Ben, also in his early twenties, is still trying to find his place in the world.
By chance they meet one day in a London park.
Ben spots Alice sitting on a bench and feels compelled to speak to her. To his surprise, their connection is instant. But before numbers are exchanged, Alice is whisked off by her demanding boss.
20 minutes later
Alone in her office toilets, Alice looks at herself in the mirror and desperately searches for the beauty Ben could see in her.
Meanwhile, having misunderstood a parting remark, Ben is already planning a trip to Glasgow where he believes Alice lives, not realising that they actually live barely ten miles apart.
Over the next 31 days, Alice and Ben will discover that even if they never manage to find each other again, they have sparked a change in each other that will last a lifetime.
What I Thought:
Let’s get it out of the way and say immediately that 31 Days of Wonder is NOT a book of romance – it’s completely upfront in saying that Ben and Alice meet only once and, in doing so, they spark something in each other that sets them off on a month-long journey of change.
After Ben and Alice’s meeting on Day 1, each new day gets a new chapter told from either Ben or Alice’s perspective as Ben tries and fails and tries again to get himself to Glasgow and Alice begins to think about Ben telling her that she’s beautiful. Although they met only briefly, the meeting brought something to life in both of them which, actually, seems to be the message of the book – you never know how contact with another person, however brief, might affect them and you.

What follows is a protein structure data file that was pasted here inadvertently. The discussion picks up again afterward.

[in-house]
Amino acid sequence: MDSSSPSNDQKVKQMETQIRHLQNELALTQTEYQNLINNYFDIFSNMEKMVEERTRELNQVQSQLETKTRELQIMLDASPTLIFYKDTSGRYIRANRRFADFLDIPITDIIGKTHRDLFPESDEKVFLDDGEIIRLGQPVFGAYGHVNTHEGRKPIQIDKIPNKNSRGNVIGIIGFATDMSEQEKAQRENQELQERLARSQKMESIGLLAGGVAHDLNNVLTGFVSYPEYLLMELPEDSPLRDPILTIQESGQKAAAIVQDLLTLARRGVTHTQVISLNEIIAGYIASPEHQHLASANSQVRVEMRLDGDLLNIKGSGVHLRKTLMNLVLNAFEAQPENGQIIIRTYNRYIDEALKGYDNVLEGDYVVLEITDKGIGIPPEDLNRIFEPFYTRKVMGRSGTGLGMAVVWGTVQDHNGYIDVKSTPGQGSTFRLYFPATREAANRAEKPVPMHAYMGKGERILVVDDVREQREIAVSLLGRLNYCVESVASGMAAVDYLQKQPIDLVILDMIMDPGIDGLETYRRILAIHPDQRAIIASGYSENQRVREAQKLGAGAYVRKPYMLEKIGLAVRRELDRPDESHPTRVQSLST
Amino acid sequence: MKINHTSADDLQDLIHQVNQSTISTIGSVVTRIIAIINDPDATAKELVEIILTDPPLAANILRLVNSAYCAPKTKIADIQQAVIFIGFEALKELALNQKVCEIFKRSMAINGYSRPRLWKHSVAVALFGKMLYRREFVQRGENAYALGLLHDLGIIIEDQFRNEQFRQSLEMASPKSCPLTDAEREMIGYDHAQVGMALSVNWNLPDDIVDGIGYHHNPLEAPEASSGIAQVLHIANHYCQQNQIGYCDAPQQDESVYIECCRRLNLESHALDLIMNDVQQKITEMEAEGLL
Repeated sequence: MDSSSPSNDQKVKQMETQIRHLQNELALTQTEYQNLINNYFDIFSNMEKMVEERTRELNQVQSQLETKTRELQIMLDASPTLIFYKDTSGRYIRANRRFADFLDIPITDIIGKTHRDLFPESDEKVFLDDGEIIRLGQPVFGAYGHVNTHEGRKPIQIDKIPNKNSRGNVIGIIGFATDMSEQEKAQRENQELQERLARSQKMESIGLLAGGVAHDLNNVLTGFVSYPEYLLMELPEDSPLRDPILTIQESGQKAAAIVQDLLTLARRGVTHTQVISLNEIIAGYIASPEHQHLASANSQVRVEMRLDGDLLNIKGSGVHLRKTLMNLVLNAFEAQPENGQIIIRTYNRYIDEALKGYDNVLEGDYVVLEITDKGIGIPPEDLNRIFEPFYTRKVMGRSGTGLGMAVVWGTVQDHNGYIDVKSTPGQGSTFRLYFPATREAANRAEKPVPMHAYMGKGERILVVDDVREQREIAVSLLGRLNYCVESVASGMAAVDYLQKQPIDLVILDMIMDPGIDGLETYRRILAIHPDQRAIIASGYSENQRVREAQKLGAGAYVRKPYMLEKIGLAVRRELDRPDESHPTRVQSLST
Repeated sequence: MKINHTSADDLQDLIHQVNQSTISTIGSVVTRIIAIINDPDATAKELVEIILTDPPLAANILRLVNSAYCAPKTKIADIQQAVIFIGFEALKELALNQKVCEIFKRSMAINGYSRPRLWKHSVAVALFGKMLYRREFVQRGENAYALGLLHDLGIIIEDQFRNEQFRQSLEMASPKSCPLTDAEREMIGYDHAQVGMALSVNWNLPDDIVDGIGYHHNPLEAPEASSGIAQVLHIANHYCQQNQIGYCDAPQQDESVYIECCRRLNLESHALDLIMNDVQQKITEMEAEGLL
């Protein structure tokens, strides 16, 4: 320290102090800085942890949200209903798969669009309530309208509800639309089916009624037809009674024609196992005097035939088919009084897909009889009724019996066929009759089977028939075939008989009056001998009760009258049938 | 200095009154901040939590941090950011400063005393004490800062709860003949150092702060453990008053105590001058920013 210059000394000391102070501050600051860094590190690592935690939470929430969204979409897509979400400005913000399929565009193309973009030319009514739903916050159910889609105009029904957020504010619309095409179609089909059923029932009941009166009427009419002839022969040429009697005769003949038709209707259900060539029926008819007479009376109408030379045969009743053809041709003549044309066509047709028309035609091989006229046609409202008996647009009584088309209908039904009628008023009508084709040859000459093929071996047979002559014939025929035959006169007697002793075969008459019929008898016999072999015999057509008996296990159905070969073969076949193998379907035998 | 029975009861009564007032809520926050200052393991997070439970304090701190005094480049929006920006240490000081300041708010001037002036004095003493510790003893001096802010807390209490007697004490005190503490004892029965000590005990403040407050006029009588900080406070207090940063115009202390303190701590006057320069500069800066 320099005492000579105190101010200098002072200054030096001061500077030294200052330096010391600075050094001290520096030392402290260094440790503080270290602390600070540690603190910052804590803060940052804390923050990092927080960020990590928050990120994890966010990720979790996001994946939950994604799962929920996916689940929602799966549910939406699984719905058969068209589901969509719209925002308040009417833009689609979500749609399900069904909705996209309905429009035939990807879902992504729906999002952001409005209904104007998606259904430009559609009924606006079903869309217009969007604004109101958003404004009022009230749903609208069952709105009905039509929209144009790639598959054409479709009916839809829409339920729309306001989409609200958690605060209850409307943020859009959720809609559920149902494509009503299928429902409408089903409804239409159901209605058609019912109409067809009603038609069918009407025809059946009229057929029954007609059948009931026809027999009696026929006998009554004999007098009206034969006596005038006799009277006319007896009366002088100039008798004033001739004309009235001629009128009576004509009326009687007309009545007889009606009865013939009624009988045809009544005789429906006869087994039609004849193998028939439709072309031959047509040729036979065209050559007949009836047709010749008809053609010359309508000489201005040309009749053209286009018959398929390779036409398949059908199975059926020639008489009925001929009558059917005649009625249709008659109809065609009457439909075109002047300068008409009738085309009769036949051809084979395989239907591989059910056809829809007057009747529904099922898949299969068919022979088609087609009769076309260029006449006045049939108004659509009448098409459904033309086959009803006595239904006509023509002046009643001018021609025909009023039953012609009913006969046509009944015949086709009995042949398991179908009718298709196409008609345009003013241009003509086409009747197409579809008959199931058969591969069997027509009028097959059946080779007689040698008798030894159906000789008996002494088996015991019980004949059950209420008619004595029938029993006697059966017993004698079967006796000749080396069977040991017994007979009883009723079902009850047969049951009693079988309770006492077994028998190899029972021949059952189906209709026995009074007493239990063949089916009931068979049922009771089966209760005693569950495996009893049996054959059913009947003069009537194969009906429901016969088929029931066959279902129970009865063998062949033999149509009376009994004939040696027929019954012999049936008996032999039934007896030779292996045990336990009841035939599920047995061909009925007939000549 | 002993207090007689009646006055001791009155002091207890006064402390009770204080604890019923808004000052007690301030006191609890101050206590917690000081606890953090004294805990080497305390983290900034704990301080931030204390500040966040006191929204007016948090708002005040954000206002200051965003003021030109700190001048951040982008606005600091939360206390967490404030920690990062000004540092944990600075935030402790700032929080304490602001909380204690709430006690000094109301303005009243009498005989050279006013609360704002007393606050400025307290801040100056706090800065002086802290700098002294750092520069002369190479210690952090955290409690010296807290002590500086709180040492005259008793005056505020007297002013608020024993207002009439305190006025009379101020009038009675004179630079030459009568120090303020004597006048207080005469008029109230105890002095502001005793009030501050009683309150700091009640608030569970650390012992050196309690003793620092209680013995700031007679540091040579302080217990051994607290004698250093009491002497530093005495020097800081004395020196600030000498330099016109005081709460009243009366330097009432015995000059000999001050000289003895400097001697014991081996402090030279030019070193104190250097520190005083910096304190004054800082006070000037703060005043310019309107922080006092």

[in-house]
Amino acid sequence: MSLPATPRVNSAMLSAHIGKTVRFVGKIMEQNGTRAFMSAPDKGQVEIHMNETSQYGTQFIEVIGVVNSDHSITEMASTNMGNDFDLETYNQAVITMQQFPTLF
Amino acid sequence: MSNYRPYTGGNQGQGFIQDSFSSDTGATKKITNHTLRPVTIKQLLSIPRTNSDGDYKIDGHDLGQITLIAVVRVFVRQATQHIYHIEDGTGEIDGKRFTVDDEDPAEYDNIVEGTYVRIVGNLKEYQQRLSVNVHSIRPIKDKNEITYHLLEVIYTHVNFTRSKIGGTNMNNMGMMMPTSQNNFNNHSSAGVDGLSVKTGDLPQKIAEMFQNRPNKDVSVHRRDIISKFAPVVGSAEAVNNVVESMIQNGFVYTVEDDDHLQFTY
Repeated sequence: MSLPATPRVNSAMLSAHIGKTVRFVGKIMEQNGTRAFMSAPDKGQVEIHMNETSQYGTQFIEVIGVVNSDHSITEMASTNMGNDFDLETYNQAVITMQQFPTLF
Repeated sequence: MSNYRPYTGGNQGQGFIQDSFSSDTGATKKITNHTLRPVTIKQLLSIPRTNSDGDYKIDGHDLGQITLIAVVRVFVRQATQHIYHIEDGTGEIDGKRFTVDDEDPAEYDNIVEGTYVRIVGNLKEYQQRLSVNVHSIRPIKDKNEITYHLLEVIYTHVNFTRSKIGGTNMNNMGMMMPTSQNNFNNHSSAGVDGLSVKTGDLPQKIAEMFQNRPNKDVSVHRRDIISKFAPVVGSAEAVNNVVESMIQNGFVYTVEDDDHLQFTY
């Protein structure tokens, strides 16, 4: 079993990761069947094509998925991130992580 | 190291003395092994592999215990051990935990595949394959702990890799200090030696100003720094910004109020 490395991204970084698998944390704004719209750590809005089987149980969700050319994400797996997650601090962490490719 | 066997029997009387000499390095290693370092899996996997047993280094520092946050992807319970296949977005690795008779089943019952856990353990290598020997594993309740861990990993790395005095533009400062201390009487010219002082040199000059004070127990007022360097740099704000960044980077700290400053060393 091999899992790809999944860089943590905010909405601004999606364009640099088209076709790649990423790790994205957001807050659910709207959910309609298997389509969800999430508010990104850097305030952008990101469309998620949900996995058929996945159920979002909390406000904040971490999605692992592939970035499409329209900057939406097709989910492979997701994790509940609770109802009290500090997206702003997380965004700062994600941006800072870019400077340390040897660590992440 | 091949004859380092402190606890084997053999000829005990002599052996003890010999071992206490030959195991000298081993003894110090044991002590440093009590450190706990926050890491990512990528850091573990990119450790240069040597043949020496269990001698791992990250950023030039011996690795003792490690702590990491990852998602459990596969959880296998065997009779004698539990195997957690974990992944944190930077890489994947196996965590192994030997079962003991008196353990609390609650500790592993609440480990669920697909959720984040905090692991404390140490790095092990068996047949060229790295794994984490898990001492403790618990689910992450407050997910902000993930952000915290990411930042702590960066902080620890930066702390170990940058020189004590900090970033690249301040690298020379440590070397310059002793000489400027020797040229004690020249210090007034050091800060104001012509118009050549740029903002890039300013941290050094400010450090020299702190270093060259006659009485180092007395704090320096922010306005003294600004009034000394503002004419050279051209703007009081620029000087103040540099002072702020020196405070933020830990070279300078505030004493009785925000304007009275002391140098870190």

Ben is a loveable character with no filter between brain and mouth, and a cocktail of drugs for unspecified mental health problems, which we learn about later on in the story as he reconnects with his childhood and the dramatic story of his early life. His optimism and innocence are written beautifully as he sets off from London to Glasgow on a pushbike.
I did identify a little with Alice, given her issues with her body and it’s lovely to see her come out of her shell – even if it is through lying about her ‘boyfriend’, Ben. It’s like this white lie gives her armour to turn aside the comments of her family and co-workers, allowing her to see herself as Ben saw her.
Tom Winter writes Ben and Alice’s stories with humour and genuine compassion and leaves them both with a hopeful ending and, although I wouldn’t say this book is ripe for a sequel, it’s nice to imagine Ben and Alice’s lives going forward on a better path thanks to their few moments of contact.
Please note: I received a copy of this book via Netgalley in exchange for an honest review. All opinions are, as ever, my own.